By now, you might have heard about an adware infection operation that has allegedly spread to 250 million systems called Fireball. The threat intelligence and research teams at Check Point wrote a blog post last week describing the operation, what the threat does, the system, and the alarming potential the malware has for doing some serious damage.
Fireball, the malware
Fireball is currently being used as a browser-hijacker being frequently installed through bundling (the same infection method that brings you most of the PUPs we detect) modifying the default start page for your browsers as well as changing default search engines to the Rafotech search engine (the company that created Fireball). Also, it utilizes tracking pixels to collect private information about the user and their browsing habits.
The best case
As mentioned before, Fireball is most frequently classified as adware or malware that exists solely to push users to specific web pages and serve them loads of advertisements, getting paid on the back end through all the clicks the ads get by unwilling users. With this in mind, the best scenario is that Fireball continues just to be adware, being annoying and disruptive but not overly dangerous.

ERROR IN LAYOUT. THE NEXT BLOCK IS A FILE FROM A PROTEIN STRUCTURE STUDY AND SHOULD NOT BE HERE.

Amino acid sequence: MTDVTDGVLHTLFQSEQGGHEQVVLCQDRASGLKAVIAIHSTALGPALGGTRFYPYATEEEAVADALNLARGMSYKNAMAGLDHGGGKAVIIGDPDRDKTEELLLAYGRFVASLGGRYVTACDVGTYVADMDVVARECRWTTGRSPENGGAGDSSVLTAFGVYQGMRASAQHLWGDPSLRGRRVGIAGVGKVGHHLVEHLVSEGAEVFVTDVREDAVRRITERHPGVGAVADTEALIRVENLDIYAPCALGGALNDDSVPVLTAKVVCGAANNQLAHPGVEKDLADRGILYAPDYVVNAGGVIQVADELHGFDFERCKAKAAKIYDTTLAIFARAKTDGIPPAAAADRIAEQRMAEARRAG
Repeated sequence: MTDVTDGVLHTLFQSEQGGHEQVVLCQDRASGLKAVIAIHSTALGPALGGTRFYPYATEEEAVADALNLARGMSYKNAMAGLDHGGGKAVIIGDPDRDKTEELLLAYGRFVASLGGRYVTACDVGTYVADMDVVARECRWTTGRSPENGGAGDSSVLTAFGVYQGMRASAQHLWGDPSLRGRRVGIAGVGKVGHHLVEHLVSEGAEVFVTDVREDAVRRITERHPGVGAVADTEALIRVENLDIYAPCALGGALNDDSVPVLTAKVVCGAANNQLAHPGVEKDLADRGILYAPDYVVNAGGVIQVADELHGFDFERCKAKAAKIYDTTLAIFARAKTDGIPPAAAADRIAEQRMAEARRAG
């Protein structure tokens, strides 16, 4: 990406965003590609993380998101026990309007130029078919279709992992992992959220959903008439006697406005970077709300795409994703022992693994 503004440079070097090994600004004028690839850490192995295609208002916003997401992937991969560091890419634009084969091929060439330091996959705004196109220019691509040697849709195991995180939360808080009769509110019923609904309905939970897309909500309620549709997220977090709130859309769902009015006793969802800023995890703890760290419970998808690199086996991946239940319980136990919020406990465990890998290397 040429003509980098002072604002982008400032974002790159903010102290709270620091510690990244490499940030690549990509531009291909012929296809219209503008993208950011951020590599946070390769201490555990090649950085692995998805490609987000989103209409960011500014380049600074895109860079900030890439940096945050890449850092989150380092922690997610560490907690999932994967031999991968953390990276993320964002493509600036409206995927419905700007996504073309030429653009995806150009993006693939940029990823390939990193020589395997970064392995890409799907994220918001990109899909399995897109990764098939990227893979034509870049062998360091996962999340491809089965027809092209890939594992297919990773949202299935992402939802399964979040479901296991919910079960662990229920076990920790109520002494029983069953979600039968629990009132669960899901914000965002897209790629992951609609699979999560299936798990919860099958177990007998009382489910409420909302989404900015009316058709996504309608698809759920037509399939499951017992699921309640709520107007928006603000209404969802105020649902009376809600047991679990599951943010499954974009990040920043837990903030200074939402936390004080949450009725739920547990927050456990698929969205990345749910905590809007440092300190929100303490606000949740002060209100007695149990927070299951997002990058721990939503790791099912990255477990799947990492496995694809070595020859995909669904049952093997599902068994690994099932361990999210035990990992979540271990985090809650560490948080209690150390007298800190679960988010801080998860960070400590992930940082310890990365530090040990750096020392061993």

The worst case
Fireball also happens to have some additional features that make many security researchers very nervous; this includes the ability to download and execute additional malware.
When you think about 250 million endpoints being infected with this adware and any day it could just decide to drop and execute any malware on the system, it will make you nervous too. Here is what could potentially happen in the worst-case scenario:
- Fireball drops a botnet malware family on all the endpoints, turning it into the most powerful Distributed Denial Of Service weapon ever created, which could be used for taking down the web servers of critical infrastructure, competitor websites, game servers, social media and even our unfortunately designed internet backbone (registrars and top level DNS servers) which could prevent many people from accessing their favorite websites.